Toby Dickenson wrote:
> On Tue, 18 Jul 2000 04:22:16 -0600, Bill Anderson <[EMAIL PROTECTED]>
> wrote:
> >> I think most people seem to be missing the point here.
> >>
> >> The idea is that ALL servers can serve ALL content.  HOWEVER, the 'load
> >> balancer' will opt for a certain server for a certain URL, in order to
> >> improve cache hits.
> >>
> >> So, for  it will first try server1, but if
> >> it's busy (or down) it will try others.  This way, the cache on server1 is
> >> more likely to contain objects relevant to /dir1  and thus have a higher hit
> >> rate, therefore improving performance.
> >
> >No, I understand what is being discussed, I doubt the problem. :-)
> You are right, theres no problem in the scenario you described.
> Ill fill in some more details about the fictional example for which I
> still can't see an easy solution....
> Zope is used to store books. Each book object contains:
> 1. The text of the books, each page in a separate object
> 2. Images and diagrams for the book.
> 3. A ZCatalog full-text-index of the book.
> Each book object allows:
> 1. Searching, viewing pages, etc.
> 2. Dynamically rendering a range of pages as pdf, postscript, etc.
> The whole database stores 10,000 books, and is served by a cluster of
> many identical Zope servers.
> A typical usage pattern might be:
> a. Users searches through a book to find the interesting pages
> b. He browses the pdf version of those pages
> c. He tweaks the page range, and double-checks the pdf version.
> d. then downloads a postscript version of that page range for printing
> Assume that noone has accessed this book recently, so it's not in any
> caches.
> The cache has to be filled at step b. This transfers alot of data -
> possibly the whole content of the book - and introduces a noticeable
> delay.
> The possibility for optimisation comes at steps c and d. There is one
> cache already filled with the right data - if the requests from c and
> d can be directed to the same server as the original then the
> cache-filling delay can be avoided.
> This extra delay might not have a great impact of actual site
> performance, but I've found a catastrophic affect on perceived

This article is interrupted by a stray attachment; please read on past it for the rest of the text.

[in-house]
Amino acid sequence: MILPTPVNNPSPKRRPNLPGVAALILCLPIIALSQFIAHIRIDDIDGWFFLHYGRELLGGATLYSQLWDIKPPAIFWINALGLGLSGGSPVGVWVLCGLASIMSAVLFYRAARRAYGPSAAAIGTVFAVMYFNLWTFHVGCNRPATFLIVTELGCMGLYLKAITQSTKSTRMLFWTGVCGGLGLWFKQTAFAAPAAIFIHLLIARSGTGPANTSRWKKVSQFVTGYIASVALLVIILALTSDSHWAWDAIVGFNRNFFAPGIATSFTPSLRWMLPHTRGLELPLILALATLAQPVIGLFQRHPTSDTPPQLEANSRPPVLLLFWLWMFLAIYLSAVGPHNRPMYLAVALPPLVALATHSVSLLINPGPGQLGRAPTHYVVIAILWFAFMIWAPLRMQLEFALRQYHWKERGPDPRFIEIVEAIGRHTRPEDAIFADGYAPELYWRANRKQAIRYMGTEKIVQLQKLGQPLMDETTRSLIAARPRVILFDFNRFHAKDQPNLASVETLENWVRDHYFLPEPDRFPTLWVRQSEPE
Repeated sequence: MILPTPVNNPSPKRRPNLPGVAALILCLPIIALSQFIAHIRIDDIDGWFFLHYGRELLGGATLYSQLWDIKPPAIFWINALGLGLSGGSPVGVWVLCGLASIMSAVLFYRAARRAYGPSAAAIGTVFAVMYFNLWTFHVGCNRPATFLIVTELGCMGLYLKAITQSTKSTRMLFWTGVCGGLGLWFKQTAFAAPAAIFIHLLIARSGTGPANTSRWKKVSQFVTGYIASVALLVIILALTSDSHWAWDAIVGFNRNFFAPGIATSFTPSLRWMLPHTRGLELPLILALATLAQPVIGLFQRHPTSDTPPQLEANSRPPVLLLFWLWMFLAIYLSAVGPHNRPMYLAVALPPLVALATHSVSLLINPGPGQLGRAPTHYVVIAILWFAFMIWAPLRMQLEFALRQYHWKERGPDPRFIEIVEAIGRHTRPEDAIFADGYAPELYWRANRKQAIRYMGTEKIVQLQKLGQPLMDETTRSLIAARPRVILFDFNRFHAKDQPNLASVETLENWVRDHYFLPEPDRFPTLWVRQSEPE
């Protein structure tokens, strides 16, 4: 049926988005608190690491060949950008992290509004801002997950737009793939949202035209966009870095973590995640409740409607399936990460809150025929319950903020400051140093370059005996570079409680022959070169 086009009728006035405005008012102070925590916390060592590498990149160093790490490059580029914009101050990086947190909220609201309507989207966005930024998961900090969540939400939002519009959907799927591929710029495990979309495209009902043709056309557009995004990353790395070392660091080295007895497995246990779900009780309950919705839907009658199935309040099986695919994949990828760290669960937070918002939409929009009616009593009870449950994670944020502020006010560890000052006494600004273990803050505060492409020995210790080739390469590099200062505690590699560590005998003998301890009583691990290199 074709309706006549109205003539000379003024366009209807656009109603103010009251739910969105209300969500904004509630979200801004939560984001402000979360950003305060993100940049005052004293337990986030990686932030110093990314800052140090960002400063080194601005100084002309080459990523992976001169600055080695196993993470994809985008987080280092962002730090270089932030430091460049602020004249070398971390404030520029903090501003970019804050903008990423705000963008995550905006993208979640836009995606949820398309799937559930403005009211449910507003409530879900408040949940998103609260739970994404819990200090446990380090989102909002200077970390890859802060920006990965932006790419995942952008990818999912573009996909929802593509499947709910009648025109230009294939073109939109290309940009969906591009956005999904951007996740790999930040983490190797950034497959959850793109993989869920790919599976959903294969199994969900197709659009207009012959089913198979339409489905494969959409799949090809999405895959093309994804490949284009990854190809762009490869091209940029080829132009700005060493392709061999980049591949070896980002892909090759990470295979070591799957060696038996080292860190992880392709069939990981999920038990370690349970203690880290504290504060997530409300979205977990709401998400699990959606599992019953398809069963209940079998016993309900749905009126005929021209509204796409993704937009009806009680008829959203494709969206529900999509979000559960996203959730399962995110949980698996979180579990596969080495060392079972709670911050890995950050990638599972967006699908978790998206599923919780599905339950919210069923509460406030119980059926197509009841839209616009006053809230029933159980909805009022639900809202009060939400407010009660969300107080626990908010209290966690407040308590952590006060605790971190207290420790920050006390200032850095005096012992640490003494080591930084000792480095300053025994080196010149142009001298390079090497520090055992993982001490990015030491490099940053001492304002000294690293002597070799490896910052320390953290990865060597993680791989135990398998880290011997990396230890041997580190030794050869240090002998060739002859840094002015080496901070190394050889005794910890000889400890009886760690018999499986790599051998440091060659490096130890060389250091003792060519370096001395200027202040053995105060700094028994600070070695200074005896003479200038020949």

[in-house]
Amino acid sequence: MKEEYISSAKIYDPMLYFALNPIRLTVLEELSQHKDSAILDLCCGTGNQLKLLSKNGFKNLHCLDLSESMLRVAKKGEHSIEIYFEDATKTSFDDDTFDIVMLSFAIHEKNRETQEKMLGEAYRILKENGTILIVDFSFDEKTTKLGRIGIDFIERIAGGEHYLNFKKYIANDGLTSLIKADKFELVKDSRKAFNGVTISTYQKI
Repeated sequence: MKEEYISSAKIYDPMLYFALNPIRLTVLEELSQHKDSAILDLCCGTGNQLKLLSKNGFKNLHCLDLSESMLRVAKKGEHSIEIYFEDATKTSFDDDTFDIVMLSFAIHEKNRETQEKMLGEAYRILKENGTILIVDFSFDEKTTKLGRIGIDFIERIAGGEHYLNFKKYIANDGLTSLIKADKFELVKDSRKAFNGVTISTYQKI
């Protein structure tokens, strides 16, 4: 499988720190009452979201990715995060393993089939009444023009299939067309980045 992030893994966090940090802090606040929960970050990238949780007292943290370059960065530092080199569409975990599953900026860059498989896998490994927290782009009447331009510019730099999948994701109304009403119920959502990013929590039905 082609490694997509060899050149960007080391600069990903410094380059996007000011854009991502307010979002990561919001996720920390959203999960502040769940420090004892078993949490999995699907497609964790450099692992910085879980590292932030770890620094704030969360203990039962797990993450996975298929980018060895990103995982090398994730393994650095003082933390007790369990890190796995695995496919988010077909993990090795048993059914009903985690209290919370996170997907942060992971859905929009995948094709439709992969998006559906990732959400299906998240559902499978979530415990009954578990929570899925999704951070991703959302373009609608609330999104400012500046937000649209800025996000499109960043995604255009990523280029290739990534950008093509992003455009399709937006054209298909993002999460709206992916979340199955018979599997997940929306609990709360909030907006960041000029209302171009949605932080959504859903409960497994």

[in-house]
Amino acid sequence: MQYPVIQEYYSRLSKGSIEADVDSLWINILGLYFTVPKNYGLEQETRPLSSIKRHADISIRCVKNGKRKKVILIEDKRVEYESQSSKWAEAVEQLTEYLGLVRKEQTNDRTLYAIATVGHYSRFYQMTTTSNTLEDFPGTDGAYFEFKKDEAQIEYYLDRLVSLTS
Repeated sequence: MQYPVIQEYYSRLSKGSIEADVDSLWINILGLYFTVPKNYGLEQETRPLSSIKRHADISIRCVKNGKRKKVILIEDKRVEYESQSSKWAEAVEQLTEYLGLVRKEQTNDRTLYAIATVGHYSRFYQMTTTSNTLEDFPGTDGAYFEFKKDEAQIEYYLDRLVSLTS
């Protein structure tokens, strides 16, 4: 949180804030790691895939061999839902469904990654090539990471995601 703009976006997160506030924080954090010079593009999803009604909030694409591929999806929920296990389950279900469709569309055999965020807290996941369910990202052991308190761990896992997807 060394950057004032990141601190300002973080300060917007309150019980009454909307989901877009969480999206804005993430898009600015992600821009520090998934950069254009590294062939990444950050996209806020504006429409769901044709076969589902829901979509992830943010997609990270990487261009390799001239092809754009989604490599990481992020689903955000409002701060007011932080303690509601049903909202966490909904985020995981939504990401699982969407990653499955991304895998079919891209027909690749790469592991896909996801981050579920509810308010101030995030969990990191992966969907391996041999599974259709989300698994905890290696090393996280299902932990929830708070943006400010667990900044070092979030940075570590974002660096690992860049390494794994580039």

> performance in some usability tests. Users seem happy to accept a
> delay when they first access their data, but not if it repeated in a
> subsequent request.
> Bill wrote...
> > is mapped to:, which
> > is load balanced across as many machines as possible
> I might be reading more into his words than was intended, but I think
> this demonstrates the problem. Distributing multiple requests for one
> section across multiple servers is (what I consider to be)
> undesirable.

You can actually do it either way. Curtis (AIUI) complained that the
method described meant your site depended upon each of th esection's
servers being up, that there was no redundancy. So I described a way of
doing it with redundancy. 
> I want to move load balancing up one level of abstraction -
> distributing sections across machines (rather than connections).

That's easier :) Make a single machine, and all requests
for go to this machine, thus the cache will have it
loaded if it has been accessed at all. The downside, like Curtis
mentioned, is that if sec1 dies, you lose that part of the site.

> >If that isn't enough, you can throw eddieware into the mix, which
> >*already* has the ability to redirect based upon the URL.
> Ive not seen eddieware before - so it looks like Ive got some reading
> to do.
> At a first glance it doesn't have any integrated http caching
> (although it seems to have everything else ;-) and theres no obvious
> place to hang squid. In my example above, I really want to be able to
> cache the rendered pdf files.

EddieWare does do 'intellgient' caching, allowing you to seperate out
sections of a site to a server (for example, all images come from this
machine, and text from that one, etc.), and it works at the IP Address
level. You simply plug in squid wherever, AIUI.

Do not meddle in the affairs of sysadmins, for they are easy to annoy,
and have the root password.

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